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Everyday objects lend insight into ancient Roman culture at Jundt

Many of the objects are small. Like dime-size, or smaller.

Which is appropriate given that many of them are coins – ancient coins that date back to the 200s B.C. There are also medallions and lamps, statuary and lithographs. Displayed together, as they are in the main gallery of the Jundt Art Museum on the Gonzaga University campus, they help tell the story of Rome. That story specifically centers on Roman myth, and how ancient Rome perpetuated its culture and beliefs through the objects it created and used every day.

“This is the first time there’s been a show like this in the Spokane area in a couple of decades,” said Andrew Goldman, a history professor at Gonzaga University who excavates Roman sites in Turkey. The show features about 120 ancient objects from three major institutions on the East Coast: University of Pennsylvania, Emory University in Georgia and the American Numismatic Society in New York City. There are a few pieces from the Jundt’s collection, and a glass flask that dates back to between A.D. 1 and 199 from the Gonzaga University Archives and Special Collections.

Goldman said he’d wanted to do an exhibition of ancient Roman artifacts for years, so he and museum director Paul Manoguerra began working to put it together a couple of years ago. The decision to settle on Roman myth as it pertains to ancient objects came about during a conversation between the two of them.

“We played around with a lot of topics. We thought what are some the major issues that people are discussing nowadays,” Goldman said. “They’re discussing questions of identity. People are discussing questions about American history, about the founding fathers, and so the show really deals with some parallel issues. …

“The Romans, like the United States, are pretty new kids on the block,” he added. America, for instance, has always kept an eye on the trends in Europe, and Goldman pointed out that the robber barons of the 1890s filled their mansions with European art and artifacts. “The Romans are surrounded by older cultures. It’s a small city-state, but it’s growing by leaps and bounds. They have no real official history. Looking at these civilizations like the Greeks, who have Troy and these great stories of Homer, and the Romans have nothing comparable. So they begin to develop their own sense of who they are and their own mythology.”

The exhibit features original Roman objects, some now-antique reproductions of Roman designs, and only one replica – of a household shrine called a lararium. Created by art handler/preparer Robin Dare, the lararium is a reproduction of one from Pompeii, and it serves to house four ancient objects: a glass flask said to come from Pompeii, statuettes of Venus and Pan that date from 27 B.C. to A.D. 395 and a bronze lamp from 1903 with an image of the Greek god Silenus. “It was an opportunity to show some of the objects in context,” Manoguerra said.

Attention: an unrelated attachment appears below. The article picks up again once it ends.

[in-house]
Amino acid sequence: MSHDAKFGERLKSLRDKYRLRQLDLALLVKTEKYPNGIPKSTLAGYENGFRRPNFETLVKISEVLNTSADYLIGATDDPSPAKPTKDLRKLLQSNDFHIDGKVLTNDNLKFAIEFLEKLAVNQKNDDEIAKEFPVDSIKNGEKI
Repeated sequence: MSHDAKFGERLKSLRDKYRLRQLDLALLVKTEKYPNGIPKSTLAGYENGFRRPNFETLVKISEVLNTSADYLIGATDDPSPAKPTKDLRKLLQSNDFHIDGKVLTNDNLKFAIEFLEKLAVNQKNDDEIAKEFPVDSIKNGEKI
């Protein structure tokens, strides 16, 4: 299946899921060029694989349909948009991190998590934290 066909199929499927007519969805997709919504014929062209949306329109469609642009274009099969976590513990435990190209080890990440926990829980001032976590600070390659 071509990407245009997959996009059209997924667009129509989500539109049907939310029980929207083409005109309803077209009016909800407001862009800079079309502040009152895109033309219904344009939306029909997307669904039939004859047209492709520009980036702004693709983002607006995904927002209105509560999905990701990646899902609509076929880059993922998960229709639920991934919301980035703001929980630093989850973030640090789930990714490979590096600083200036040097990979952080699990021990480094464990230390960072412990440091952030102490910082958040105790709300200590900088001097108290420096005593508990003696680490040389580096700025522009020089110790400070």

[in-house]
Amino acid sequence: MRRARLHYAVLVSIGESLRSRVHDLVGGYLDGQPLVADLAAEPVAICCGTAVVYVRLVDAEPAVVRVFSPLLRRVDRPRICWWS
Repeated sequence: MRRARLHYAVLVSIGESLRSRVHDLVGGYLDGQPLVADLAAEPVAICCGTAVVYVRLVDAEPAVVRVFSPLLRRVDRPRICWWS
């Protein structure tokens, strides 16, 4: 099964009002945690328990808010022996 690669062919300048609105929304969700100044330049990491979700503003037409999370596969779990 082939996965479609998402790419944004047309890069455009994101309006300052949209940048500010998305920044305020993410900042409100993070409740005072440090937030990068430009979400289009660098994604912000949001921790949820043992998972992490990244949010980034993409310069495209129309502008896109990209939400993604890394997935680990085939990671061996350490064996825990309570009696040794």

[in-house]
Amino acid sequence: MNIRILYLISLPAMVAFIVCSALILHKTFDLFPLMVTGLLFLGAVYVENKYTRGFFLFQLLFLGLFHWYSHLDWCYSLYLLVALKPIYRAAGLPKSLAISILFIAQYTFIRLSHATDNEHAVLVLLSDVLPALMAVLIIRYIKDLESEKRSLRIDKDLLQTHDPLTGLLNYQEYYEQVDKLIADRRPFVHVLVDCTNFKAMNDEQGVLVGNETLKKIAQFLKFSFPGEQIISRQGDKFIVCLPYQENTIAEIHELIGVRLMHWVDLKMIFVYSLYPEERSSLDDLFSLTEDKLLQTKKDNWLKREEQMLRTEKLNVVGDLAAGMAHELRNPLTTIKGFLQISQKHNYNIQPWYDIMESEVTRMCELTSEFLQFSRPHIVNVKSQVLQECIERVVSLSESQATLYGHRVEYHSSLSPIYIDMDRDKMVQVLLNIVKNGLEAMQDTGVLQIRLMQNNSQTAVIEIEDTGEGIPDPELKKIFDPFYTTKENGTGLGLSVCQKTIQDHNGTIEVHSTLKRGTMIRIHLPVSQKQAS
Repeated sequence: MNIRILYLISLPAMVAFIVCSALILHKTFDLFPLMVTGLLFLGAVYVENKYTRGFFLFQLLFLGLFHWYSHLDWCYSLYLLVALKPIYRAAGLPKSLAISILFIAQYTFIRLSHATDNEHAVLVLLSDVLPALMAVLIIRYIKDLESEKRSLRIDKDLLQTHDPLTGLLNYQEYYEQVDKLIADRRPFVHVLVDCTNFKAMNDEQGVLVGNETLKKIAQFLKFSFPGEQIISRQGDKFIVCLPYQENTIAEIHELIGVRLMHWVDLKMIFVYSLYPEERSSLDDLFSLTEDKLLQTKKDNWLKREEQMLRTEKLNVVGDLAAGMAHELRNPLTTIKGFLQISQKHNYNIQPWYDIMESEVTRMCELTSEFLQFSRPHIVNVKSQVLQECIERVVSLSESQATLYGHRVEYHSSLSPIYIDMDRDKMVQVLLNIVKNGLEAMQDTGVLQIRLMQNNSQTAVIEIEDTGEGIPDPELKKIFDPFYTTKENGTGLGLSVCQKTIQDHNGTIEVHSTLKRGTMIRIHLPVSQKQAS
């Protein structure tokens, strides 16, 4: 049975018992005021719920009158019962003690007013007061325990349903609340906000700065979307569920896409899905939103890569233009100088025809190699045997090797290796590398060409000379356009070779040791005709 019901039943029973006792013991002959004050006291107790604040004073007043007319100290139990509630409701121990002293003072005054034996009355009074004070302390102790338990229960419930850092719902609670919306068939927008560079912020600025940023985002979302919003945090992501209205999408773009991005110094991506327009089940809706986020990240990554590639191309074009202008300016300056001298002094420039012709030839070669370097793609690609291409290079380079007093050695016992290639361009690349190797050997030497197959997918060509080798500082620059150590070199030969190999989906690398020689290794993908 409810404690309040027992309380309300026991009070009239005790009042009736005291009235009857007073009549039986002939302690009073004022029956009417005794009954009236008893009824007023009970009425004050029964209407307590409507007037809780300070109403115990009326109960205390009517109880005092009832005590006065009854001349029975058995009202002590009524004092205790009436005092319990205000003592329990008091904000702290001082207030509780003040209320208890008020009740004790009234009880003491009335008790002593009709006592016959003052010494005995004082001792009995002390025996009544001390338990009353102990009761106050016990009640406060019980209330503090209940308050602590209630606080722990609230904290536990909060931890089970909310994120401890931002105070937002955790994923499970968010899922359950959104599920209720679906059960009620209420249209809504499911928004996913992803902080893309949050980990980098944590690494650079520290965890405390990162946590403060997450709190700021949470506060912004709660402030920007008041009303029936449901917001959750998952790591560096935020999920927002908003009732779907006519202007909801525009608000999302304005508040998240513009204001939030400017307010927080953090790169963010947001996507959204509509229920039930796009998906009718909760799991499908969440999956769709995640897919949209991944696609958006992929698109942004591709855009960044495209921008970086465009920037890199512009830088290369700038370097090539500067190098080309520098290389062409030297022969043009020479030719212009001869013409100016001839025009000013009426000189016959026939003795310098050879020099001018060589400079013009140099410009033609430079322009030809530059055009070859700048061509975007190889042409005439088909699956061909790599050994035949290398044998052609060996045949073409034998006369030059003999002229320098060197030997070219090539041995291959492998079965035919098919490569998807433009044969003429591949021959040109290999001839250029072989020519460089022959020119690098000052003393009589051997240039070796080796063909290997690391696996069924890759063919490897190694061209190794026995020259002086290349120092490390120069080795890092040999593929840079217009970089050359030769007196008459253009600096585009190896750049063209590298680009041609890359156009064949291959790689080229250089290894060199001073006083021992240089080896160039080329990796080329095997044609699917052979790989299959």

Not all the pieces in the exhibit are ancient. There’s an Andy Warhol print. The final piece of the exhibit examines how Roman myth, history and culture have continued to capture the imaginations of artists. Here, museum visitors can see Warhol’s “Vesuvius #14,” an offset lithograph on paper from 1985, an original movie poster for the 1960 Stanley Kubrick film “Spartacus,” and a lithograph of the Leonard Baskin drawing “Aeneas Carrying His Father from the Ruins of Troy” from 1971. There’s Italian money with images of Romulus and Remus from 1938. A cameo with Medusa, which dates from 1750 to 1850, is displayed alongside a lamp and cameo of Medusa from the first century A.D.

The accompanying lecture series, “Ancient and Modern Perceptions of Roman Myth, Memory and Culture,” continues through Dec. 1. So far, scholars from Gonzaga and beyond – including the University of Oregon, Tulane University, Whitman College and Reed College – have spoken to full houses of audiences from ages 10 to 80, Goldman said. The final lecture will feature Monica Cyrino, a professor at the University of New Mexico, talking on “Rome as Cinematic Myth: Screening a New Spartacus.” For details on the lecture series, visit www.gonzaga.edu/jundt.

This is an atypical exhibition for the Jundt. Unlike a traveling exhibit that comes to a museum as a piece, “Roman Myth” was wholly created by the Jundt primarily from objects on loan from other institutions. Expect to see more of these kinds of exhibits at the Jundt, but not right away.

“This was a medium-sized exhibition executed by a small museum,” Manoguerra said. “It was a big undertaking for a museum our size.”


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